Photographed by Remi Riordan.
Jay, Trans Boy, 17
"Being in the closet was a confusing experience. On the one hand, it’s safer, and in some ways easier than being out. You don’t have to expose yourself to the outside world. On the other hand, I wasn’t being myself, and that started to take a toll on me. Coming out was a super-scary experience, and it’s still scary for me, every time I do it. But the life I’m living now, exposed as I am, is infinitely preferable. I can be proud of who I am, and the more open I am with my identity, the more restricting life in the closet seems, retrospectively.”
Photographed by Remi Riordan.
Brezaja, Non-Binary Person, 18
“Pronouns are important to me because they are what to use to identify myself. If someone intends to address me by 'she' or 'her,' then they are not respecting my identity. I feel as though by assuming that I identify as a female because I dress in a femme way is overlooking all of the feelings about my gender. I want people to recognize that I have a masculine side. I also want them to realize that I have a neutral side, as well as a feminine side. I want people to realize that I am in between, none, or all at once. For me, gender isn't something that's permanent, so by assuming I'm a female is disregarding my ability to be the boy, girl, or neither that I feel in my mind that I am.”
Photographed by Remi Riordan.
Ella, Bisexual Girl, 17
“I think being in the suburbs means that it's harder to find communities of people like you. As a young queer person in the suburbs, I found that bisexuality wasn't discussed very often and, until high school, I wasn't really aware of anyone else in my community who was identified that way. However, I am extremely privileged to live in a very open-minded and liberal town. Here, I feel comfortable and safe expressing my sexuality."
Photographed by Remi Riordan.
Jacob, Bisexual Boy, 17
"I've personally had experiences ranging from bullying to fearing physical assault to everyday micro-aggressions in school. I think by far the most obnoxious and most common discrimination I face is from people, especially straight liberal 'allies,' who have expectations for how I should act, how I should speak, what I should enjoy, and try to pigeonhole me into those stereotypes.”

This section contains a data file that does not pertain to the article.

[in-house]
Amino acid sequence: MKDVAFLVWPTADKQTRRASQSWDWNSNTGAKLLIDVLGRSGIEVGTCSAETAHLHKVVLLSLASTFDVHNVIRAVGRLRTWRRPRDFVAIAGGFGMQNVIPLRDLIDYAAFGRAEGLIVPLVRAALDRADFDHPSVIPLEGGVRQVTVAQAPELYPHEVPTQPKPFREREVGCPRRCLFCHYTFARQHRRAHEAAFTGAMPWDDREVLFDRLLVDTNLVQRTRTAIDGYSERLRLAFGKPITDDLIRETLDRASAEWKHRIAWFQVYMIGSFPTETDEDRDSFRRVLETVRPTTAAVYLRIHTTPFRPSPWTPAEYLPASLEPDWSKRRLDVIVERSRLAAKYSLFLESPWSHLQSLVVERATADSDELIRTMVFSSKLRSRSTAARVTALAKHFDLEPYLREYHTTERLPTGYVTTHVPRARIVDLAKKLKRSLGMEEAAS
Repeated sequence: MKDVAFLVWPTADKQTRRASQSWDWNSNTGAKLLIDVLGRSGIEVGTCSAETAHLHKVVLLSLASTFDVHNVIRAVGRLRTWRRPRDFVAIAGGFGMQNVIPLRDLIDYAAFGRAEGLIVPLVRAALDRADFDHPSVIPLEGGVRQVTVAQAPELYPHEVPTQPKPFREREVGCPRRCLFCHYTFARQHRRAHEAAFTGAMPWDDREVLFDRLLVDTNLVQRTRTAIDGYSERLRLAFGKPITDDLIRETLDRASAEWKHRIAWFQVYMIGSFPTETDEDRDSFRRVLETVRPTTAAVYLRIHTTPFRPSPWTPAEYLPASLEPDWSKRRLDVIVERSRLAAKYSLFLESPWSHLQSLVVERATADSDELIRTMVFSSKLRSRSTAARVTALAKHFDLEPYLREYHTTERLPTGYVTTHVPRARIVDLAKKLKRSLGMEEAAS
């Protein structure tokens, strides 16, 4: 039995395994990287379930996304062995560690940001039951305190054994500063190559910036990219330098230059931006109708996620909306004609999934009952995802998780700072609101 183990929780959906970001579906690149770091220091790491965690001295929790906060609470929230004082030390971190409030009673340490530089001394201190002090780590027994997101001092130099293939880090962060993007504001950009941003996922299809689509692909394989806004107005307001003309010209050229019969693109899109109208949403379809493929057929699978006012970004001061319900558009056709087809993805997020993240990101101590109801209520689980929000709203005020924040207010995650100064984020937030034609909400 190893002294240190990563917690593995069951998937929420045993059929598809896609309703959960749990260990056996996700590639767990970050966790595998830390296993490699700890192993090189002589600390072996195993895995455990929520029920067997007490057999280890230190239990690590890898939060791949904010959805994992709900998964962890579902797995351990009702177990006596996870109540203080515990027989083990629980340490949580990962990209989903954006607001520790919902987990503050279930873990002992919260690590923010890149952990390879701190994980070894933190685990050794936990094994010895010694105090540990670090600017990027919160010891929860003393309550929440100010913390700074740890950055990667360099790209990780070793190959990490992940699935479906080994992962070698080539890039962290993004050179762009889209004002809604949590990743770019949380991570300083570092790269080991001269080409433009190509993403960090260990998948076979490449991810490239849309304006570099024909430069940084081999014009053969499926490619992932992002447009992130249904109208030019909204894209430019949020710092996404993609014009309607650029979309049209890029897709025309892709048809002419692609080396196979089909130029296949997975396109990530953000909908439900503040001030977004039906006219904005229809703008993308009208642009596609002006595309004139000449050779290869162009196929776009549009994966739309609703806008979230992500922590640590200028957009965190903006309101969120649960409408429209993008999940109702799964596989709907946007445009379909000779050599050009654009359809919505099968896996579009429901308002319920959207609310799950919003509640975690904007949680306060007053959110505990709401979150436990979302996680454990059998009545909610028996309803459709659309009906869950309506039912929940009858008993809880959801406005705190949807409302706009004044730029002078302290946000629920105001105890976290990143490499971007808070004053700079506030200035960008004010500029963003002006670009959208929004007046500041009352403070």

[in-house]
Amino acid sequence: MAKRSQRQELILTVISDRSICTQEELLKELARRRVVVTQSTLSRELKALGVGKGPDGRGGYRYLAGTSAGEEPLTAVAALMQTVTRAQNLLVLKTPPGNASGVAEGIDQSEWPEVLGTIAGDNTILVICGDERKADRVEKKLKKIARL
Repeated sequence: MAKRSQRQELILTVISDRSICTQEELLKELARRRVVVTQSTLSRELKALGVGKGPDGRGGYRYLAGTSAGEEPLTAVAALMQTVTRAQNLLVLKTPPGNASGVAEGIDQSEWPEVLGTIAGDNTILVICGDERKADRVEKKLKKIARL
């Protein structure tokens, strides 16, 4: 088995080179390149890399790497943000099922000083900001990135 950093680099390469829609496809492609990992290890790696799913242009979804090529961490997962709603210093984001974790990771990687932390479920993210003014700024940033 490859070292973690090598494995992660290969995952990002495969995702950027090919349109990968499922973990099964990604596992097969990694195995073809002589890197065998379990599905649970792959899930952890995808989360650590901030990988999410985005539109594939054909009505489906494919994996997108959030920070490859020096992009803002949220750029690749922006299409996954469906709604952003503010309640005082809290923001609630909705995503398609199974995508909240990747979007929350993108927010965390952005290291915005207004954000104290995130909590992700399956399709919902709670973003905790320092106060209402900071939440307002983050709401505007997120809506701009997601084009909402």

Photographed by Remi Riordan.
Izzy, Bisexual Girl, 16
“I would say the only way I've struggled with being bisexual is realizing that I was. It took me a while to figure out myself, but once I did, I didn't struggle nearly as much as others have. It's not something everyone knows about me, but when I do share it, I always feel comfortable. I guess it's a bit strange meeting people and having them assume I'm straight, since it's obviously not true, but 'going both ways' makes it all the more complicated. It's just less clear when I first meet someone. But beyond that, it's been a good time.”
Photographed by Remi Riordan.
Julia, Bisexual Girl, 18
“[I realized I wasn't straight] when I realized I always felt scared and vulnerable around men, but felt so warm, close, comfortable, and genuine with anybody who was not a cis man.”
Photographed by Remi Riordan.
Steven, Gay Boy, 17
"My first crush was with this boy in 7th grade named Joshua. What made me develop a crush on him was his tendency to display acts of affection to me most of the school day, and it was these things he'd do that actually made me come to terms with my sexual orientation. The sad part was that he apparently wasn't gay in the slightest, although he'd convinced everyone otherwise, including me. This led to me going to pathetic lengths to making him admit his sexuality to me.”